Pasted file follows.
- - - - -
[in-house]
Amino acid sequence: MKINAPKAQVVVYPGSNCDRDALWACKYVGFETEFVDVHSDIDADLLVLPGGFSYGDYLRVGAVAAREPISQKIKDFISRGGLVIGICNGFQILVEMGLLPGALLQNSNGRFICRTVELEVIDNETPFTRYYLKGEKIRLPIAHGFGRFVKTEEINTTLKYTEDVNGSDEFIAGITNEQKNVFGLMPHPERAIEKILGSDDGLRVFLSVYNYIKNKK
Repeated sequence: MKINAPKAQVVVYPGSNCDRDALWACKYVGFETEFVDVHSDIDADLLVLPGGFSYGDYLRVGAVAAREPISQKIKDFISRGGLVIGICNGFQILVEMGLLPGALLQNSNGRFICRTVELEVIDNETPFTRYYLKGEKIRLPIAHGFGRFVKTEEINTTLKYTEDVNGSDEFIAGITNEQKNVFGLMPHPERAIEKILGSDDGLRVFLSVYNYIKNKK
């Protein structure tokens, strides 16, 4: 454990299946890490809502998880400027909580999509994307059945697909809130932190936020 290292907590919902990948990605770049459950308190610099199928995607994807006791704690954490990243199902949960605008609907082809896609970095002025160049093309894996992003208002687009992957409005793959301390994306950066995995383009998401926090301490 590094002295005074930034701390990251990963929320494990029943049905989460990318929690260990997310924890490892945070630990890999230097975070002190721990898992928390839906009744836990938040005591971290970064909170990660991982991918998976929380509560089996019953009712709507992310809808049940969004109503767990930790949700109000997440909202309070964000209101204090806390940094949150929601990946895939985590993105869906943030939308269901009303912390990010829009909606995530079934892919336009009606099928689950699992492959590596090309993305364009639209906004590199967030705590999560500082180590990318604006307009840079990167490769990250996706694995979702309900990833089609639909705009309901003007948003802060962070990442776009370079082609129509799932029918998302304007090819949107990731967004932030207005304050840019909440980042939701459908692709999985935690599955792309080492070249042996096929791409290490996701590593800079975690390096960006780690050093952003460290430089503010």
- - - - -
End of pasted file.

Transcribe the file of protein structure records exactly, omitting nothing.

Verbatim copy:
[in-house]
Amino acid sequence: MKINAPKAQVVVYPGSNCDRDALWACKYVGFETEFVDVHSDIDADLLVLPGGFSYGDYLRVGAVAAREPISQKIKDFISRGGLVIGICNGFQILVEMGLLPGALLQNSNGRFICRTVELEVIDNETPFTRYYLKGEKIRLPIAHGFGRFVKTEEINTTLKYTEDVNGSDEFIAGITNEQKNVFGLMPHPERAIEKILGSDDGLRVFLSVYNYIKNKK
Repeated sequence: MKINAPKAQVVVYPGSNCDRDALWACKYVGFETEFVDVHSDIDADLLVLPGGFSYGDYLRVGAVAAREPISQKIKDFISRGGLVIGICNGFQILVEMGLLPGALLQNSNGRFICRTVELEVIDNETPFTRYYLKGEKIRLPIAHGFGRFVKTEEINTTLKYTEDVNGSDEFIAGITNEQKNVFGLMPHPERAIEKILGSDDGLRVFLSVYNYIKNKK
């Protein structure tokens, strides 16, 4: 454990299946890490809502998880400027909580999509994307059945697909809130932190936020 290292907590919902990948990605770049459950308190610099199928995607994807006791704690954490990243199902949960605008609907082809896609970095002025160049093309894996992003208002687009992957409005793959301390994306950066995995383009998401926090301490 590094002295005074930034701390990251990963929320494990029943049905989460990318929690260990997310924890490892945070630990890999230097975070002190721990898992928390839906009744836990938040005591971290970064909170990660991982991918998976929380509560089996019953009712709507992310809808049940969004109503767990930790949700109000997440909202309070964000209101204090806390940094949150929601990946895939985590993105869906943030939308269901009303912390990010829009909606995530079934892919336009009606099928689950699992492959590596090309993305364009639209906004590199967030705590999560500082180590990318604006307009840079990167490769990250996706694995979702309900990833089609639909705009309901003007948003802060962070990442776009370079082609129509799932029918998302304007090819949107990731967004932030207005304050840019909440980042939701459908692709999985935690599955792309080492070249042996096929791409290490996701590593800079975690390096960006780690050093952003460290430089503010």